• Strong told aldotcom that he is ready to “represent the voice of the people here in north Alabama” and he believes that “we can carry on the fight that Donald Trump started and that’s what I’m wanting to do.” The media outlet tried to turn that into an anti-Mo Brooks and anti-Donald Trump comment somehow.

2. Unemployment continues to fall

  • The Alabama Department of Labor has reported that for the month of February, the unemployment rate fell to 4.0%. This is down from 4.3% in January. 
  • Before the coronavirus pandemic, the unemployment rate in February 2020 was at 2.6%. In February 2021, there were 91,065 unemployed people in the state. 

1. Vaccine eligibility expanding before May 1

  • State Health Officer Dr. Scott Harris said at his weekly coronavirus briefing that all adults in Alabama will be eligible for the coronavirus vaccine “well before May 1.”
  • Alabama has already administered around one million vaccines; just over half of those who have received the vaccine are fully vaccinated. Harris also advised that the state has started receiving about 110,000 doses of the vaccine per week.

2 weeks ago

VIDEO: Brooks ‘substantially the frontrunner’ for Senate seat, Sewell passes on running as Democrats seek their candidate, Ivey to lean on businesses for masking and more on Alabama Politics This Week …

Radio talk show host Dale Jackson and political consultant Mecca Musick take you through Alabama’s biggest political stories, including:

— Is political analyst Dr. Jess Brown correct in declaring U.S. Representative Mo Brooks (R-Huntsville) “substantially the frontrunner?”

— With U.S. Representative Terri Sewell (D-Birmingham) and former U.S. Senator Doug Jones (D-AL) saying they won’t run for U.S. Senate, is there anyone left in the Alabama Democratic Party who can take on the fight?

— Will Alabama businesses take tell citizens to “mask up” as statewide and local mandates go away?


Jackson and Musick are joined by political consultant, and former APTW host, Lisa Handback to discuss the issues facing the state of Alabama this week.

Jackson closes the show with a “Parting Shot” directed at people who continue to push for remote learning after we have learned that in-person schooling is safe and those being harmed by keeping students can least afford to lose ground.

Dale Jackson is a contributing writer to Yellowhammer News and hosts a talk show from 7-11 AM weekdays on WVNN and on Talk 99.5 from 10AM to noon.

2 weeks ago

7 Things: Severe weather rocks Alabama, Biden holds first press conference, Shelby and Manchin say no national voting overhaul and more …

7. The spending binge is not over

  • People who love spending taxpayer dollars never ever let a crisis go to waste. The “climate change crisis” is a never-ending piggybank of opportunity, and they now want to use it to spend an additional $3 trillion over the next decade, but it could be up to $10 trillion.
  • Progressives in Congress want to see more spending, higher taxes and a long commitment to spending this money long after President Joe Biden leaves the White House, but they need the filibuster gone to pull most of it off.

6. Tuberville continues work on southern border crisis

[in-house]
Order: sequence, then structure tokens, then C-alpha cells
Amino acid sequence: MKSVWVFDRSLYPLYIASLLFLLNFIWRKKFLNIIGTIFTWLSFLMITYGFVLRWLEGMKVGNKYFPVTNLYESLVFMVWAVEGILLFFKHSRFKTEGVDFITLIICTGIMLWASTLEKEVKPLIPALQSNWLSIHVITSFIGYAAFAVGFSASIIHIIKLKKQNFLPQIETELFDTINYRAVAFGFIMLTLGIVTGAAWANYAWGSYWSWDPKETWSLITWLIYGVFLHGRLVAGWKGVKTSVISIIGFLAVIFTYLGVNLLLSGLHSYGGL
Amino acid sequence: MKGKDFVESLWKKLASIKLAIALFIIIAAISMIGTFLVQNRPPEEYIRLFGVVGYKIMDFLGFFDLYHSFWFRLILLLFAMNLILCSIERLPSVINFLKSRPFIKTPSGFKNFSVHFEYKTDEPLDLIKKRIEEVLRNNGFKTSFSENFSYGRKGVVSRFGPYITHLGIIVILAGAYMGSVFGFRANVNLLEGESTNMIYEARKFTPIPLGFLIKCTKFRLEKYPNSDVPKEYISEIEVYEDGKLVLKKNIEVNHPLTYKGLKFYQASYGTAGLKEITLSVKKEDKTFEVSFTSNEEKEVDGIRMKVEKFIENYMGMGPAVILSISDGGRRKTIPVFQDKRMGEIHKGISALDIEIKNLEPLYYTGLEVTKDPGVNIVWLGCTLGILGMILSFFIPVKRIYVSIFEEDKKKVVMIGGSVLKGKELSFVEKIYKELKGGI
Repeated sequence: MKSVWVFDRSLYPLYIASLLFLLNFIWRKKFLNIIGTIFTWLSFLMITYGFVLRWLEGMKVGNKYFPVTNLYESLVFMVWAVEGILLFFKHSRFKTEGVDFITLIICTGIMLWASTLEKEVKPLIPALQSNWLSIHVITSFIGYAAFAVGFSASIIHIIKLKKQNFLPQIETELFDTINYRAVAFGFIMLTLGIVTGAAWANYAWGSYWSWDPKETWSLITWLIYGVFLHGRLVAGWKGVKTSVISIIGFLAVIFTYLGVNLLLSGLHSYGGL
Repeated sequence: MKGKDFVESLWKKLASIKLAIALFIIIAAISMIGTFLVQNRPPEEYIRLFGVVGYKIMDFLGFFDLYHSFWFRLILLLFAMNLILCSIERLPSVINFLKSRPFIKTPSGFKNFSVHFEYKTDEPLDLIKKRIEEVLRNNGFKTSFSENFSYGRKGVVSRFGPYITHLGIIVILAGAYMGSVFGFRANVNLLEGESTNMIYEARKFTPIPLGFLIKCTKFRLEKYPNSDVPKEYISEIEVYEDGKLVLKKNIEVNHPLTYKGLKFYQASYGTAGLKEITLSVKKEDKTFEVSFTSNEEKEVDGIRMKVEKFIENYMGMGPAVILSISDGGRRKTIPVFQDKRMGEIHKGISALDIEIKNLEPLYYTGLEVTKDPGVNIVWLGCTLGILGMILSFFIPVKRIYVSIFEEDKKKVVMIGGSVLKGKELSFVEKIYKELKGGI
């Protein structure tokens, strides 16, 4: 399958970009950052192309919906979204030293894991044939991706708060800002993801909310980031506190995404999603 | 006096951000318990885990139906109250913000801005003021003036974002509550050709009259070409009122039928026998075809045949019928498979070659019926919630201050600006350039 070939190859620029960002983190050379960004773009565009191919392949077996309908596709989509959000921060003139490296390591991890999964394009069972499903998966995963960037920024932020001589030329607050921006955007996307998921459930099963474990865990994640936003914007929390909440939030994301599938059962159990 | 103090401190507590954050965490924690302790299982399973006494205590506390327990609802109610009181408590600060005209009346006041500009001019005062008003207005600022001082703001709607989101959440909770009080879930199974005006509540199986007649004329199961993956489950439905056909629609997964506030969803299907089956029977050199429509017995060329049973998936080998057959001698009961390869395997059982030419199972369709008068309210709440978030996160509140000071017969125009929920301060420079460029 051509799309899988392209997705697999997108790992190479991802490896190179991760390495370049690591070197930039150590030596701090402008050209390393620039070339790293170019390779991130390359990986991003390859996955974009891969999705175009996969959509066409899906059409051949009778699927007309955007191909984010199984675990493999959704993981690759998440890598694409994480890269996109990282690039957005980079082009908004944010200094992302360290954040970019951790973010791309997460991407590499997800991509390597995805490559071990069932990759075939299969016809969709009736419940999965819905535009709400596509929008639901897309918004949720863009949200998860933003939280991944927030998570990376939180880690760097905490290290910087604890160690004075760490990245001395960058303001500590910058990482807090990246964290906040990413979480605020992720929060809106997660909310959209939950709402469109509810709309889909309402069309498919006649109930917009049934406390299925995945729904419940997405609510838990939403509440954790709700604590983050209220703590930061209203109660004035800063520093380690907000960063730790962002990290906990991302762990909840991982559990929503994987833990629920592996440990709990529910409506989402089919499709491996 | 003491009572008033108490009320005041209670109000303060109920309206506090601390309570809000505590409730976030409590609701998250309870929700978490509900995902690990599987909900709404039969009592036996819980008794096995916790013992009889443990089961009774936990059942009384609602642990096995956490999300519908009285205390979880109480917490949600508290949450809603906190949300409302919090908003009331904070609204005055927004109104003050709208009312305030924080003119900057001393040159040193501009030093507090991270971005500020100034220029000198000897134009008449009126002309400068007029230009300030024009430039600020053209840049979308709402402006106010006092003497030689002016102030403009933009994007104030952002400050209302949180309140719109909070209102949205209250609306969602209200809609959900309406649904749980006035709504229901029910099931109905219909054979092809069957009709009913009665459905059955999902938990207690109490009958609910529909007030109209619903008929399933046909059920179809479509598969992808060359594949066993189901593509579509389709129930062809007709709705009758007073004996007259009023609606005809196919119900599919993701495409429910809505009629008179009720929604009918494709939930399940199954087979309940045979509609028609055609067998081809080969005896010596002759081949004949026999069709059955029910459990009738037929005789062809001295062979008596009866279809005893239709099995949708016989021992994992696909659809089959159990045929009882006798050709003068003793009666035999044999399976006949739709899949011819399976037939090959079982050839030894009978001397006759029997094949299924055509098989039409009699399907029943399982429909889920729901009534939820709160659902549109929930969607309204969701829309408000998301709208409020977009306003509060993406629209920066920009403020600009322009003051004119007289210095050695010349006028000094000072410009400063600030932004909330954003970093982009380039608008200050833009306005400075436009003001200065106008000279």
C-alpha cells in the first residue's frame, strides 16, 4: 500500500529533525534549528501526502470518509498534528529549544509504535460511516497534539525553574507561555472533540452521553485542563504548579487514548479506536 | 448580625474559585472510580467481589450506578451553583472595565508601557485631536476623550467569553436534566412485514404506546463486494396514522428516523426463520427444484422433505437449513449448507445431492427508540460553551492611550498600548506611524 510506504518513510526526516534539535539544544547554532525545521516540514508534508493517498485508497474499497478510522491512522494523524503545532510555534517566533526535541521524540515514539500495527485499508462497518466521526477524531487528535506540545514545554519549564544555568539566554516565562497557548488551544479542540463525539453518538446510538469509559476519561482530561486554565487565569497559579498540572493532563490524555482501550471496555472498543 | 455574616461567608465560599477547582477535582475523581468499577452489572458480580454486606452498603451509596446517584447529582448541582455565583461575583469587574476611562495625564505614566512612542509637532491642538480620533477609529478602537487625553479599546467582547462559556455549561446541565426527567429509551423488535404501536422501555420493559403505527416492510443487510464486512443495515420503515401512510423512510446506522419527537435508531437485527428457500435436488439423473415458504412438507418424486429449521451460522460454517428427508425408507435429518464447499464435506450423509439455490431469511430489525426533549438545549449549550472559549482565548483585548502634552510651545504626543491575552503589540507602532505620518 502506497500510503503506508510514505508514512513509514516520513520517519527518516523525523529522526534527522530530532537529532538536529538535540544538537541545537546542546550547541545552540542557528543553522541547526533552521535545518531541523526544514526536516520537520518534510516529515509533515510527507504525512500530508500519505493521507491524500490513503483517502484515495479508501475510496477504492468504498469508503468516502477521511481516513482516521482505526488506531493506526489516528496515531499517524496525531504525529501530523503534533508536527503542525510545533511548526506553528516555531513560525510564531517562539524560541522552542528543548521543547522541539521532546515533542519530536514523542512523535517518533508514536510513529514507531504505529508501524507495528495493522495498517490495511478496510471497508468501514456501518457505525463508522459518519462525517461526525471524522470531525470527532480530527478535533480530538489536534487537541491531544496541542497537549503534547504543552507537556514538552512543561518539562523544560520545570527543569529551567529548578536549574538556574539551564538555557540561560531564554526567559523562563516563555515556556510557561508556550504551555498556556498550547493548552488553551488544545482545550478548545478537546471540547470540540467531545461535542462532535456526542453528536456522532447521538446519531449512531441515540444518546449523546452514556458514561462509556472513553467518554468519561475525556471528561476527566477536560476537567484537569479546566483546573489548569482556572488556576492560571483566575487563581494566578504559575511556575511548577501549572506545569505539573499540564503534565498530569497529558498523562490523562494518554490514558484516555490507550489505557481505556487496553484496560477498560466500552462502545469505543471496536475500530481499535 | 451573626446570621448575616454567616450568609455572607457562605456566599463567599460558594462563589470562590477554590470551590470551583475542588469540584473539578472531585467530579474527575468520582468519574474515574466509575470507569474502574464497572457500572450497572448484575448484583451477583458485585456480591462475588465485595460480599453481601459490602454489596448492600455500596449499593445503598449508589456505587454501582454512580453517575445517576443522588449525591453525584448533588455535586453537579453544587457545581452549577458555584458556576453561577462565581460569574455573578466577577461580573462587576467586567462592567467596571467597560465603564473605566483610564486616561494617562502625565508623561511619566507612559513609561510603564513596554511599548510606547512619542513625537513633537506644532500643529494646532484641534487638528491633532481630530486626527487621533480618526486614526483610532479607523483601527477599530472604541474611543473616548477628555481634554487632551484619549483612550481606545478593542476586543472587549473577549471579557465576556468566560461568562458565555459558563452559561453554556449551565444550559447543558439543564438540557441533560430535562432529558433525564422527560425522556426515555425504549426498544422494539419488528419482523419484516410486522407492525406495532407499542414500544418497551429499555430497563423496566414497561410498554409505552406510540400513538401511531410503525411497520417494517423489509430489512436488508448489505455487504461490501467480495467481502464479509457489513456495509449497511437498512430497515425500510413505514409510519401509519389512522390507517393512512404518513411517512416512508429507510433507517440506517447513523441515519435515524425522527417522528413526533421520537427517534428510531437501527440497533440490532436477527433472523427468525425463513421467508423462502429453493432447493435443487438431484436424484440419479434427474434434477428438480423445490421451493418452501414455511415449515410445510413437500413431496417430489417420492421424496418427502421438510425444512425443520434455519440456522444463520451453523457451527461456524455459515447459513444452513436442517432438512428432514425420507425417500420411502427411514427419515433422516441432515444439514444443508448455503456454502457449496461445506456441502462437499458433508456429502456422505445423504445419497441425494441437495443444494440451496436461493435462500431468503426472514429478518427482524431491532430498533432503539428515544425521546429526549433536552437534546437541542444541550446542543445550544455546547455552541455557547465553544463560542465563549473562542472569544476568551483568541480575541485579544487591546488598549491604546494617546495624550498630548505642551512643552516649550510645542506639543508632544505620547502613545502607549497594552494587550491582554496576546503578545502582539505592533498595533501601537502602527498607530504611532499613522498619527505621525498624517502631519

• New legislation introduced by U.S. Senator Tommy Tuberville (R-AL) would require immigrants coming to the southern border illegally at least receive a court date before they’re released into the United States.
  • This is in response to reports that many illegal immigrants are being released regularly without court dates. This legislation requires the Department of Homeland Security (DHS) give people a Notice to Appear in court. Tuberville has pointed out that releasing people without court dates means that there’s very little way to actually know who is being released into the country.

5. Amazon has finally responded to Sanders ahead of his Alabama visit

  • U.S. Senator Bernie Sanders (I-VT) is set to visit employees at the Amazon fulfillment center in Bessemer, Alabama today, and just ahead of his trip, Dave Clark, CEO of Amazon’s worldwide consumer business, has responded to some of the criticisms from Sanders.
  • Clark did say that he appreciates Sanders’ “push for a progressive workplace,” but added, “I often say we are the Bernie Sanders of employers, but that’s not quite right because we actually deliver a progressive workplace.” He went on to point out of Amazon has a $15 minimum wage and numerous benefits that Sanders pushes for but has been unable to deliver on.

4. Georgia becomes one of the first states to change election laws after 2020 election

  • A new law in Georgia has just been signed by Governor Brian Kemp that will put some restrictions on voting by mail. Despite protests from voter rights groups, the legislation is meant to secure the election process and avoid issues that were seen in the 2020 general election.
  • Protesters, including State Representatives Park Cannon (D-GA) and Erica Thomas (D-GA), came to Kemp’s office after he signed the bill. There have been claims that this legislation will impact voters of color more than their white counterparts, and Senate Minority Leader Gloria Butler (D-GA) stated, “We are witnessing right now a massive and unabashed assault on voting rights unlike anything we’ve seen since the Jim Crow era.”

3. Shelby won’t be supporting HR1, nor will Manchin

  • In the House, H.R. 1, the so-called “For the People Act,” received no Republican support, and even now U.S. Senator Joe Manchin (D-WV) has shown opposition to the legislation. He said, “Pushing through legislation of this magnitude on a partisan basis may garner short-term benefits, but will inevitably only exacerbate the distrust that millions of Americans harbor against the U.S. government.”